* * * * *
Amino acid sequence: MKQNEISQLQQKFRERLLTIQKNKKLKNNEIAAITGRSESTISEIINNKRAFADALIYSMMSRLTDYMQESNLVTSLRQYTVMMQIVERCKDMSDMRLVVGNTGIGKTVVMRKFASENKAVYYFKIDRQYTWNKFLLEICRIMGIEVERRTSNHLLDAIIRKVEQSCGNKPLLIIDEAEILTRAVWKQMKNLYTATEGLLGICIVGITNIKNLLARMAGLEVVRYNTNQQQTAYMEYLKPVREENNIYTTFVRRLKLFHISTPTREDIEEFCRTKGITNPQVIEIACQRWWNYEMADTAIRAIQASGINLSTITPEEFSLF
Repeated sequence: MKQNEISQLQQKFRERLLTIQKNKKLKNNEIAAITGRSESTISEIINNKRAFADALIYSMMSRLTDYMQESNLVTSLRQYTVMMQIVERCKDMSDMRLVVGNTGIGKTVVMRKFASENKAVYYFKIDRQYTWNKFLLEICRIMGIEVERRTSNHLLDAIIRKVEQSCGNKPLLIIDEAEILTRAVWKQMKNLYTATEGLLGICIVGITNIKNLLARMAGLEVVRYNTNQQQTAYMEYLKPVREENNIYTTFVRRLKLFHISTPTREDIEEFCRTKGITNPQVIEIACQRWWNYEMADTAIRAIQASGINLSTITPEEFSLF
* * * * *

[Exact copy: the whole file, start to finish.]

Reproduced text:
Amino acid sequence: MKQNEISQLQQKFRERLLTIQKNKKLKNNEIAAITGRSESTISEIINNKRAFADALIYSMMSRLTDYMQESNLVTSLRQYTVMMQIVERCKDMSDMRLVVGNTGIGKTVVMRKFASENKAVYYFKIDRQYTWNKFLLEICRIMGIEVERRTSNHLLDAIIRKVEQSCGNKPLLIIDEAEILTRAVWKQMKNLYTATEGLLGICIVGITNIKNLLARMAGLEVVRYNTNQQQTAYMEYLKPVREENNIYTTFVRRLKLFHISTPTREDIEEFCRTKGITNPQVIEIACQRWWNYEMADTAIRAIQASGINLSTITPEEFSLF
Repeated sequence: MKQNEISQLQQKFRERLLTIQKNKKLKNNEIAAITGRSESTISEIINNKRAFADALIYSMMSRLTDYMQESNLVTSLRQYTVMMQIVERCKDMSDMRLVVGNTGIGKTVVMRKFASENKAVYYFKIDRQYTWNKFLLEICRIMGIEVERRTSNHLLDAIIRKVEQSCGNKPLLIIDEAEILTRAVWKQMKNLYTATEGLLGICIVGITNIKNLLARMAGLEVVRYNTNQQQTAYMEYLKPVREENNIYTTFVRRLKLFHISTPTREDIEEFCRTKGITNPQVIEIACQRWWNYEMADTAIRAIQASGINLSTITPEEFSLF